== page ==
For the Sake of Truth


Last week, a book ‘Do you remember Kunan Poshpora’ was released at Jaipur Literary Festival. The book has been written by five intrepid Kashmiri women who took it upon themselves to document this forgotten atrocity.They often travelled to the villages, met the survivors, heard their stories and put it down in the form of a book. They also talked to the people and even the former government servants who knew first hand what had happened. Incidentally, the five women –  Samreena Mushtaq, Essar Batool, Ifrah Butt, Munaza Rashid, and Natasha Rather – were inspired by the rape and murder of the Delhi girl Jyoti in December 2012. Soon after around 50 women got together and formed Support Group for the Victims of Kunan-Poshpora. They filed a petition in the government  for the re-investigation of the mass rape which took place on  23 February 1991. They got a head start when court accepted the plea and directed the state government to reopen the case to “further investigate to unravel the identity of the 

Around 30 women were raped by 4th Rajputana Rifles during a search operation in Kunan-Poshpora. According to the villagers, the army cordoned off the village and ordered the men to assemble at an identified place outside the village. The women who were left inside the houses were then allegedly sexually assaulted. Two days later, the then District Magistrate SM Yasin visited Kunan-Poshpora. He commented later that the accused soldiers had “behaved like violent beasts”. The local police filed an FIR on 18 March 1991, but the Director, Prosecutions, threw the case out a month later, saying it was “unfit for launching a criminal prosecution”. Eight months later, the police closed the case without a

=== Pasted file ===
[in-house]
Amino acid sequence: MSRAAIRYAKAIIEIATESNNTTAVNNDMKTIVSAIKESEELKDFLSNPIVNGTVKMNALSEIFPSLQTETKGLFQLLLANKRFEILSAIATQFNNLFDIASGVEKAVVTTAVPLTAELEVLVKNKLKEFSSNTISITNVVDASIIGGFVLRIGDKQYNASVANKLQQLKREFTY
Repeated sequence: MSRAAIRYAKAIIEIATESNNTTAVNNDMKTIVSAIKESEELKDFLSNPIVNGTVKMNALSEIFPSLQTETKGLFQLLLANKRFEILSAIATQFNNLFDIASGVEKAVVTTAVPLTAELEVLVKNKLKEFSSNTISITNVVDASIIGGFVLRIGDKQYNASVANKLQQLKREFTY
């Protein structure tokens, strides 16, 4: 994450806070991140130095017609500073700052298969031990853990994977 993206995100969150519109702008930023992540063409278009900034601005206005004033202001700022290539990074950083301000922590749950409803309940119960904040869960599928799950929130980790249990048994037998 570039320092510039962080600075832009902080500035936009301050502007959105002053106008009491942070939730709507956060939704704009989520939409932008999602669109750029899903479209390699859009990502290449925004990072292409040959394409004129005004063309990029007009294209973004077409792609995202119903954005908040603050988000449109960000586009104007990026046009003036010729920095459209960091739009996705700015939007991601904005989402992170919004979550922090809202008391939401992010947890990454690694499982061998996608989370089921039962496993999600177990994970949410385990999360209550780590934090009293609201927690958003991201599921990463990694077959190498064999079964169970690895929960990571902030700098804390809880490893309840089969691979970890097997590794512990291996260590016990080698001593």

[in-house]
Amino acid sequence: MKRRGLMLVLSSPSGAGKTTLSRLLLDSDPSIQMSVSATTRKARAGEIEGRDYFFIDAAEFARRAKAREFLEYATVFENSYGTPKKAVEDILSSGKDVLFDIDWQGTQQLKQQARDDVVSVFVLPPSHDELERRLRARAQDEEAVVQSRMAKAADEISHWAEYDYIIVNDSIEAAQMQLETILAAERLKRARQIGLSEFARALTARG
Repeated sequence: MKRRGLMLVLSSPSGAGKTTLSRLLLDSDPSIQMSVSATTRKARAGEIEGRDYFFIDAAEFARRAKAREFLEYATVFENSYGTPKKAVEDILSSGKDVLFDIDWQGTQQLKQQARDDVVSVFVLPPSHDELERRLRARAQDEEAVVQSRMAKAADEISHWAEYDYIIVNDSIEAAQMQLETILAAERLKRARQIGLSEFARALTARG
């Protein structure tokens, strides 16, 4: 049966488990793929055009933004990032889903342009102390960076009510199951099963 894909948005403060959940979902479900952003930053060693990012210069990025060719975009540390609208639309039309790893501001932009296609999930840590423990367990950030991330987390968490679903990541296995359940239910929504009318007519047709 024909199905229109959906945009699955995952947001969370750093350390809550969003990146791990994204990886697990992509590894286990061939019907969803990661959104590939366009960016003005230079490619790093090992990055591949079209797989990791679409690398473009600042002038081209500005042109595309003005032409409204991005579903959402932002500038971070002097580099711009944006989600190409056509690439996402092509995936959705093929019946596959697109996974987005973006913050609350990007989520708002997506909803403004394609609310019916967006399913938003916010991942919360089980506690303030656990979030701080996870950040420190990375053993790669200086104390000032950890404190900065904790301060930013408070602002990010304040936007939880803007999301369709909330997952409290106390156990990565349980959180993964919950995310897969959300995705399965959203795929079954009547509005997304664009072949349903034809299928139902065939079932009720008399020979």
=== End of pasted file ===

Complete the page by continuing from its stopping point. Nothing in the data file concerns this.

But while the investigation into the atrocity may have made no headway and for obvious reasons, these women have brought it back into public discourse by documenting in gripping detail what happened. Though they are duly pursuing their legal course to bring to book the perpetrators, the women have made sure that the memory of this horrible night is 

“The PIL was the start of another parallel struggle of sorts: a legal struggle, a struggle to expose the continuing impunity and lies of the Indian state, a struggle against forgetting and criminal cover-ups, a struggle to bring back public memories, and a struggle of support for Kunan Poshpora,” the book  

The women tell the stories of the survivors still living with social stigma and unable to come to terms with the horrifying experience In fact, it is the February 1991 rape incident that has now sadly become the identity of this village. But their plight has been nobody’s concern. More than twenty five years after the mass rape, justice has eluded the victims and the perpetrators continue to roam scot free. The initial probes, as the book highlights, were a little veiled attempt to hush up the case. It is only to be hoped that after the court directions and the book by these women, the state government will  at least  be nudged to order a fair probe into the incident. It has been a long wait for justice for these women. And a fair investigation to know as to what exactly happened is the least that the government can do for them.

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